STATUS OF GIG AND PLATFORM WORKERS VIS-À-VIS CODE ON SOCIAL SECURITY AND UK SUPREME COURT UBER JUDGE

This article has been authored by Nandini Gupta a 4th year student at University Institute of Legal Studies, Panjab University




Introduction


The Oxford English dictionary defines a gig economy as an economic system in which many short periods of work are available rather than permanent jobs. In other words, a Gig Economy encompasses the use of workers on a temporary or freelance basis to performs jobs. A gig worker takes up a job on hourly basis or part-time basis. It is mostly temporary in nature and the worker is then paid after the completion of the job. i.e., piece rate. Urban Company, Uber, Ola, Swiggy, Zomato and many similar digital services that connect customers with service providers constitute India’s booming gig economy. India has the highest number of gig workers, with 24% of global online labour, as per the Oxford Internet Institute’s Online Labour Index.


A gig economy enables independence of choice to explore new fields and helps in creating new pool of talent. Due to absence of a proper employer-employee agreement in place, gig workers are often subjected to arbitrary terms with an absence of social security benefits and basic rights. The Fairwork Project in 2020 released a report wherein they evaluated the working conditions of gig workers, more specifically the ‘Platform Workers’ in the digital space. The major findings of their report included –


· Gig or Platform Workers when demarcated from Organised workers have limited access to protections of minimum wage, working hours, social security benefits and collective bargaining. India for the first time recognised ‘Gig’ and ‘Platform’ workers in 2019 when a draft of Code on Social Security was introduced, which the author shall discuss later.

· The Project considered a total of eleven platforms for their report from sectors of e-commerce, food delivery, ride hailing and home services. These platforms were judged on five main parameters of Fair Pay, Fair Conditions, Fair Contracts, Fair Management, and Fair Representation.

· The Report stated that there was insufficient evidence of the fact that the workers were paid a minimum wage by the platforms. There was also an absence of Social Security benefits and the procedure through which a worker could claim them was unclear.

· A proper set of Terms and Conditions between the platforms and workers were also missing, which resulted in the wrongful fixation of responsibility of wages and working conditions of the workers.

· However, the Report laid down that most of the platforms were successful in establishing a due and proper channel of communication wherein the workers could appeal to the platform regarding their grievances.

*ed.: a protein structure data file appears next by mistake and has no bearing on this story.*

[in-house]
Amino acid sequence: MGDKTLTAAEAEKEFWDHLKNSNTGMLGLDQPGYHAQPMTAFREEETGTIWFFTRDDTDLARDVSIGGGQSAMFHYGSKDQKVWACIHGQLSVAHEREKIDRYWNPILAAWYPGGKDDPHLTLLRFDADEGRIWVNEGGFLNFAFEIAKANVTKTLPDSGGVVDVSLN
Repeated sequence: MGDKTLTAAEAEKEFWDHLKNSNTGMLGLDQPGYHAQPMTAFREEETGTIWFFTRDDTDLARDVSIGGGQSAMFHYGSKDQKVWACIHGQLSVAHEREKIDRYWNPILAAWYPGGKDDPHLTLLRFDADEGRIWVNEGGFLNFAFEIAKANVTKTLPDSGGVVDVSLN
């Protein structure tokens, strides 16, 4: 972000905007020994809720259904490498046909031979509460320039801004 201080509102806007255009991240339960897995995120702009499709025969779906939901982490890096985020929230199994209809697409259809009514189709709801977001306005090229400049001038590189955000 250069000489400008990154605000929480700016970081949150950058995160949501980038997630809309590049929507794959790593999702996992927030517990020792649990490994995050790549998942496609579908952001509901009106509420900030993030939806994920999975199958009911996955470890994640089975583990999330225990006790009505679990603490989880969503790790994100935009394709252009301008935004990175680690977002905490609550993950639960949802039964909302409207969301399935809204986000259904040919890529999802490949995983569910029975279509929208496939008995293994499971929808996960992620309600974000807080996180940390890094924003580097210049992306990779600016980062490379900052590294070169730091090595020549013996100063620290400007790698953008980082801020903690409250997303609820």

Status Quo


In an economy of approximately 3 million gig workers which includes - workers from online platforms, independent contractors, on call workers and independent workers, there arose a need for regulation especially when estimates state that 56% of the new employment which is generated is from the gig world.


This is where the Code on Social Security comes in which aims to regularise the workforce from all spheres including gig and platform workers. The Code which received the President’s assent on 28 September, 2020 replaces nine acts and aims to bring in uniformity in providing social security benefits to employees.


Section 2(35) of the Code of Social Security defines Gig Worker as “a person who performs work or participates in a work arrangement and earns from such activities outside of traditional employer-employee relationship.”


Section 2(60) defines ““platform work” as a work arrangement outside of a traditional employer-employee relationship in which organisations or individuals use an online platform to access other organisations or individuals to solve specific problems or to provide specific services or any such other activities which may be notified by the Central Government, in exchange for payment” and Section2(61) defines a ‘Platform worker’ as “a person engaged in or undertaking platform work.”


Further, the Code under Section 113 provides for compulsory registration of gig and platform workers to avail the benefits of the schemes framed under this Code, provided firstly, he has completed sixteen years of age or an age which the Central Government may prescribe and secondly, he has to submit a self-declaration containing information which the Central Government may prescribe.


Earlier, there was no legal sanction that provid